January 14, 2013
Credit: Credit: Russian Helicopters
Tony Osborne London
Plans to produce helicopters in India and China indicate a new direction for Russian Helicopters as the state-owned manufacturer makes bigger strides to take on its Western rivals.
The consortium, 100% owned by Oboronprom, Russia's aerospace holding company, wants to open an assembly line for helicopters in India. The new facility would be a critical component in the push to win the Indian armed forces' requirement for 197 light multirole helicopters—a program in which the coaxial Kamov Ka-226 is competing. It would also provide a useful advantage as India's civil helicopter market begins to take shape.
Russian Helicopters signed an agreement on Dec. 26 with Elcom Systems Private Ltd., part of the Indian investment conglomerate SUN Group, to set up a new facility to build models from the Mi- and Ka- families of helicopters. The move is significant because until now Russian Helicopters has not built a single helicopter outside the Commonwealth of Independent States (CIS), instead operating from its facilities inside the Russian Federation.
But now, Russian Helicopters, under the leadership of CEO Dimitry Petrov, is taking a view similar to that of its Western rivals, Eurocopter and AgustaWestland, both of which have set up final assembly lines overseas to establish a greater foothold in the region. Russian Helicopters currently claims a 14% share of the military and civil market, but is keen to boost that figure as it introduces new products.
While it is recognized that ambitious fighter programs may deliver ground-breaking technologies, the local manufacture of helicopters, particularly for the commercial and parapublic market, can deliver useful skills and knowledge. The increased use of rotary-wing aircraft as air ambulances and for law enforcement also indicates improvements in a population's quality of life.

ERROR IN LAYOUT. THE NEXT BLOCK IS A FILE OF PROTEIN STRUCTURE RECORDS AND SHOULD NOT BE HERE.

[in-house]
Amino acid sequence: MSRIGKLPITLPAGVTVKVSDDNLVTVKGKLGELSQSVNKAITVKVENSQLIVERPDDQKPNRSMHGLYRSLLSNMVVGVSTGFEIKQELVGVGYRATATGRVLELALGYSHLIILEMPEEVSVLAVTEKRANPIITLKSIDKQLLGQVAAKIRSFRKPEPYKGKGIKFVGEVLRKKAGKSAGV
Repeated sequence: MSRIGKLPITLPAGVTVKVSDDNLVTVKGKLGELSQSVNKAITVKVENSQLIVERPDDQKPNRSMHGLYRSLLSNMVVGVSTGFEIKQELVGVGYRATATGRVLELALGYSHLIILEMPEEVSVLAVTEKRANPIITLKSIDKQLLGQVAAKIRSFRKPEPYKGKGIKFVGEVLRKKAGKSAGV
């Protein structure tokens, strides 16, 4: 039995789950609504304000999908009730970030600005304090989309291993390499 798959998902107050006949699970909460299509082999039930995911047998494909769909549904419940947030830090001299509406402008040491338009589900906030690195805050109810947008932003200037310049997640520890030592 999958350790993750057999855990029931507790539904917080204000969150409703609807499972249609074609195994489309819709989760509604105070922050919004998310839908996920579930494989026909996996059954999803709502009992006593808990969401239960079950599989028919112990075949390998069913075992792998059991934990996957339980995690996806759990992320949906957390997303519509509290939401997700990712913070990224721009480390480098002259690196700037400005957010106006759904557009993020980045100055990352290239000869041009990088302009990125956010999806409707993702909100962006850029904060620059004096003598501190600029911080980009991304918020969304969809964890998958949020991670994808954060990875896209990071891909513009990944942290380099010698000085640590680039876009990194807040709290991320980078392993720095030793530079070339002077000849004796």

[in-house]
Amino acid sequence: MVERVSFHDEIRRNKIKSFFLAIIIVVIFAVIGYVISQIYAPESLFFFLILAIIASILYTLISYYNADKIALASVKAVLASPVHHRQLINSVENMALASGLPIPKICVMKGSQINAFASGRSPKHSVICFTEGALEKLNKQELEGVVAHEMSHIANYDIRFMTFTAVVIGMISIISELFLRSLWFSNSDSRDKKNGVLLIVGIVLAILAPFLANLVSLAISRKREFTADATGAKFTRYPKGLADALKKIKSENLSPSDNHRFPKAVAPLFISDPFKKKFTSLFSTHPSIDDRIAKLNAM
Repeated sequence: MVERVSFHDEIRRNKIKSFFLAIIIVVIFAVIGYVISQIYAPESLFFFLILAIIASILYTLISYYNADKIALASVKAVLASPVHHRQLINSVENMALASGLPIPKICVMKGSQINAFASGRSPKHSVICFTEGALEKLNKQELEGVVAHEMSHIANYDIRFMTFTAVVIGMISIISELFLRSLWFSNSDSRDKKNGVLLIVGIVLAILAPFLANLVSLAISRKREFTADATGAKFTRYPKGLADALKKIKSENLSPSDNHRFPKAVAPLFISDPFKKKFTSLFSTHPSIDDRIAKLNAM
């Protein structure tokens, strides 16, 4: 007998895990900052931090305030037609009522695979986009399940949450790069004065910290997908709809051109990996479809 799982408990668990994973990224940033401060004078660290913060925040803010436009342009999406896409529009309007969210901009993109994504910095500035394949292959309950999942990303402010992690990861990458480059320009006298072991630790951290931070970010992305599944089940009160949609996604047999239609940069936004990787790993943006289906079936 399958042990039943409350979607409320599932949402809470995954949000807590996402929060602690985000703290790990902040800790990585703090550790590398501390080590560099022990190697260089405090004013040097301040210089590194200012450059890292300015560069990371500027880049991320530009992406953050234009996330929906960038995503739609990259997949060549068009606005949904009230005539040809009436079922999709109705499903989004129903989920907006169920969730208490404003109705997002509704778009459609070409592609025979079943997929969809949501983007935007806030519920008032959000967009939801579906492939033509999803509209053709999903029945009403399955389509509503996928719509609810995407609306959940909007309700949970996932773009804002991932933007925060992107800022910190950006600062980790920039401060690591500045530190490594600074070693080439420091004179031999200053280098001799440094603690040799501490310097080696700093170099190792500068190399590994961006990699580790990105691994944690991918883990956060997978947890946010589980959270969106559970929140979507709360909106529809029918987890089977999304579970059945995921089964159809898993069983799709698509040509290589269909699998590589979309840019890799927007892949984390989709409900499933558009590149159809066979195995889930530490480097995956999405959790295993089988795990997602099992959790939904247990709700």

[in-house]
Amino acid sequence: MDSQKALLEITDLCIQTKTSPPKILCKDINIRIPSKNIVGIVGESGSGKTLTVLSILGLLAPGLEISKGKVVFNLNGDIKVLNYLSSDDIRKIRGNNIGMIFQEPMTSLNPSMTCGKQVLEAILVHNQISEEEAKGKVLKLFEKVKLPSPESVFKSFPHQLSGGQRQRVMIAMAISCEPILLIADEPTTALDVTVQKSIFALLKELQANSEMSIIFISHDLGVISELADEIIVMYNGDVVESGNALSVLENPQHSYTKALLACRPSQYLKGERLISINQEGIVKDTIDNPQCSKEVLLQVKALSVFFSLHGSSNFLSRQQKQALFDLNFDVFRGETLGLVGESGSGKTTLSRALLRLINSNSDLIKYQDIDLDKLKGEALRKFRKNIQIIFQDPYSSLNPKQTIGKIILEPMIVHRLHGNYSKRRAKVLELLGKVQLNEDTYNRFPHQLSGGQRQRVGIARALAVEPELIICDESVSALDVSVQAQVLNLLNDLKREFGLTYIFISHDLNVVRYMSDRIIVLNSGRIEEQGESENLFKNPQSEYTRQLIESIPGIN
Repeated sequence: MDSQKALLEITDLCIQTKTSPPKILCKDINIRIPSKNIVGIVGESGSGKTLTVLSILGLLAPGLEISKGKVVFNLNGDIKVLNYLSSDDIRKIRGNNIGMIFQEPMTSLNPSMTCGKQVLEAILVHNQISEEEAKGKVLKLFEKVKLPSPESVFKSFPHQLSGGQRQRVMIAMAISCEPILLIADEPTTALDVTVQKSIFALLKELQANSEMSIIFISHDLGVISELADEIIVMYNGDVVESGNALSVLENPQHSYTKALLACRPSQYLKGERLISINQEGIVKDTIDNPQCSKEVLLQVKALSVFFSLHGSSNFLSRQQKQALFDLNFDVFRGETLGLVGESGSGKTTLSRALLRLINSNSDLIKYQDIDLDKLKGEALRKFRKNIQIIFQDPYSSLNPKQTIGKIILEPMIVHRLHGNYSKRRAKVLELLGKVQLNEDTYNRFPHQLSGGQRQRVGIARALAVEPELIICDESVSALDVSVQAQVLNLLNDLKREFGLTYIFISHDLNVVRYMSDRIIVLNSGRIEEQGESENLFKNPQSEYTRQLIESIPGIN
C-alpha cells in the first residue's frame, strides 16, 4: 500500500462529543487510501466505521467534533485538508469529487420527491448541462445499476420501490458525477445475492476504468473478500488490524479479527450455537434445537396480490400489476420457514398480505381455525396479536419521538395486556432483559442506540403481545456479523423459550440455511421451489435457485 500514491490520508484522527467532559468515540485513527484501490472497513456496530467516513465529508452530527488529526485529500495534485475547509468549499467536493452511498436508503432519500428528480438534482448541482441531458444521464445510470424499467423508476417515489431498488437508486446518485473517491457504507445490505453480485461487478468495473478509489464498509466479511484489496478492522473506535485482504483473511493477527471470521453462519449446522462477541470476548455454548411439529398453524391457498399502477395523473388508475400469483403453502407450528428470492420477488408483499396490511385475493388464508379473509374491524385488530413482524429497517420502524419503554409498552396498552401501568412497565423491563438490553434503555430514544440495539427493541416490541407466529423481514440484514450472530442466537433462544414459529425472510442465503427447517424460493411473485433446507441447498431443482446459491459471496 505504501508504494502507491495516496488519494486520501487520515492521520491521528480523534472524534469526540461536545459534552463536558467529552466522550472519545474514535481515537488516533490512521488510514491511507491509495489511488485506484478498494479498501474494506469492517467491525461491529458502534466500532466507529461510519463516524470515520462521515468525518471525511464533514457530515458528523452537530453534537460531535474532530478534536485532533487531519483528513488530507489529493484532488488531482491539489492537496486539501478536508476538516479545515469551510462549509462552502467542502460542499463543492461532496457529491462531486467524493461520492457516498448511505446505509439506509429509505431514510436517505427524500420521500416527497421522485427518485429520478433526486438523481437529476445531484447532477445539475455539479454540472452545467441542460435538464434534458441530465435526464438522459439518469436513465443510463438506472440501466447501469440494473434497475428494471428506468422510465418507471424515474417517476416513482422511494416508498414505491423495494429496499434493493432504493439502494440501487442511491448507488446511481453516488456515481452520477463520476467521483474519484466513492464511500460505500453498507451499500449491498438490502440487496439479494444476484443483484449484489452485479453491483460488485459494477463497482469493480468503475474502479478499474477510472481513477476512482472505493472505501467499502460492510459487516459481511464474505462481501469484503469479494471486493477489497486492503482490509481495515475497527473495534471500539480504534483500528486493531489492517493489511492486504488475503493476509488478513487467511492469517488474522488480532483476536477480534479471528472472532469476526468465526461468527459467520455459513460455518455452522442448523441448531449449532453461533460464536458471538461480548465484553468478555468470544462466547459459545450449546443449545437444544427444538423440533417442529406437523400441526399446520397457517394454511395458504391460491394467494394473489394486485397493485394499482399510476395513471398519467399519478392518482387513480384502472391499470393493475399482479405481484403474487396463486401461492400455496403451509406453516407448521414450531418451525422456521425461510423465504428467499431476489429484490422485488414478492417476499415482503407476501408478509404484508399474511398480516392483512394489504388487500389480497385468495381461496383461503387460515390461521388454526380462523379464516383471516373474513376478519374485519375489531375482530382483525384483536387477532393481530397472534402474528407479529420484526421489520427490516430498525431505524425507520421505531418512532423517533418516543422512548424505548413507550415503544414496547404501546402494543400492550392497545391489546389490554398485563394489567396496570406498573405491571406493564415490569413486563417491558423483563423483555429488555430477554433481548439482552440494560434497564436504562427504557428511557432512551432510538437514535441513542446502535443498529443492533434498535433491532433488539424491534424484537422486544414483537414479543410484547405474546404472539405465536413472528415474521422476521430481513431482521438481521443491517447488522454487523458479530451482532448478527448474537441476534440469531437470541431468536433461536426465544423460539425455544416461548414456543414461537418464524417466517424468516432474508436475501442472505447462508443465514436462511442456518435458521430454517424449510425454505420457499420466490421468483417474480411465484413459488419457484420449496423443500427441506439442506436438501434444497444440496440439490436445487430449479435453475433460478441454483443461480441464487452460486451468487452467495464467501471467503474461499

Russian Helicopters has so far provided only scant details on the India project. But it is likely to start with the production of components for the Ka-226 light helicopter before expanding to build and complete final assembly of the aircraft, as well as engage in ground and flight testing of the type and other models in the Russian Helicopters stable. The move comes following Russian President Vladimir's Putin's pledge to strengthen historically strong ties between his country and India, despite the fact that several significant defense programs have not all gone Moscow's way.
The two countries did, however, sign off on a significant contract to purchase new Sukhoi fighters and Mi-17 helicopters. Similar plans for helicopter production have also been discussed for China, another strong Russian Helicopters customer, which recently ordered 52 Ulan-Ude-built Mi-171s. In conjunction with Chinese manufacturer Avicopter, joint production of the Kamov Ka-32 model is being explored and work is pushing ahead on the development of a new heavy-lift helicopter—smaller than the 56-ton Mi-26 with a maximum takeoff weight of around 30-40 tons. It has been suggested that production of Ka-32s in China could begin in two years. A similar scheme discussed for Jordan in conjunction with Oboronprom back in 2006, also to build the Ka-226, has fallen by the wayside.